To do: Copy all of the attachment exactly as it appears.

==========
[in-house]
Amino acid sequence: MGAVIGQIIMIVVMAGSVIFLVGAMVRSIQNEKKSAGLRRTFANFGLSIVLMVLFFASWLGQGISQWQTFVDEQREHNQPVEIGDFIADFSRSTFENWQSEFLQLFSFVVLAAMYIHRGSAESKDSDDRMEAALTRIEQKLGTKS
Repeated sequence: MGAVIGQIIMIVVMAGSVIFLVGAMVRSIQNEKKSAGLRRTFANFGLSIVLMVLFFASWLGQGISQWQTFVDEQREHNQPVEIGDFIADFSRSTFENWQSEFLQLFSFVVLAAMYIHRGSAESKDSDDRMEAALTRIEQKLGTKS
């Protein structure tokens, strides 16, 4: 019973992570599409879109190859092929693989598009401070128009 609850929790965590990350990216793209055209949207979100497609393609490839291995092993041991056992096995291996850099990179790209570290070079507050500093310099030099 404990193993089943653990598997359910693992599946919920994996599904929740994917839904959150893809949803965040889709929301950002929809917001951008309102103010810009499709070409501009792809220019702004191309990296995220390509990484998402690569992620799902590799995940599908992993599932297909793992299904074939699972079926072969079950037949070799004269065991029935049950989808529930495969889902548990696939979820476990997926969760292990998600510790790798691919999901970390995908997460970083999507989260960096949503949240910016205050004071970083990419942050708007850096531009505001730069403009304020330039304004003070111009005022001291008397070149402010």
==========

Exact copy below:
[in-house]
Amino acid sequence: MGAVIGQIIMIVVMAGSVIFLVGAMVRSIQNEKKSAGLRRTFANFGLSIVLMVLFFASWLGQGISQWQTFVDEQREHNQPVEIGDFIADFSRSTFENWQSEFLQLFSFVVLAAMYIHRGSAESKDSDDRMEAALTRIEQKLGTKS
Repeated sequence: MGAVIGQIIMIVVMAGSVIFLVGAMVRSIQNEKKSAGLRRTFANFGLSIVLMVLFFASWLGQGISQWQTFVDEQREHNQPVEIGDFIADFSRSTFENWQSEFLQLFSFVVLAAMYIHRGSAESKDSDDRMEAALTRIEQKLGTKS
């Protein structure tokens, strides 16, 4: 019973992570599409879109190859092929693989598009401070128009 609850929790965590990350990216793209055209949207979100497609393609490839291995092993041991056992096995291996850099990179790209570290070079507050500093310099030099 404990193993089943653990598997359910693992599946919920994996599904929740994917839904959150893809949803965040889709929301950002929809917001951008309102103010810009499709070409501009792809220019702004191309990296995220390509990484998402690569992620799902590799995940599908992993599932297909793992299904074939699972079926072969079950037949070799004269065991029935049950989808529930495969889902548990696939979820476990997926969760292990998600510790790798691919999901970390995908997460970083999507989260960096949503949240910016205050004071970083990419942050708007850096531009505001730069403009304020330039304004003070111009005022001291008397070149402010």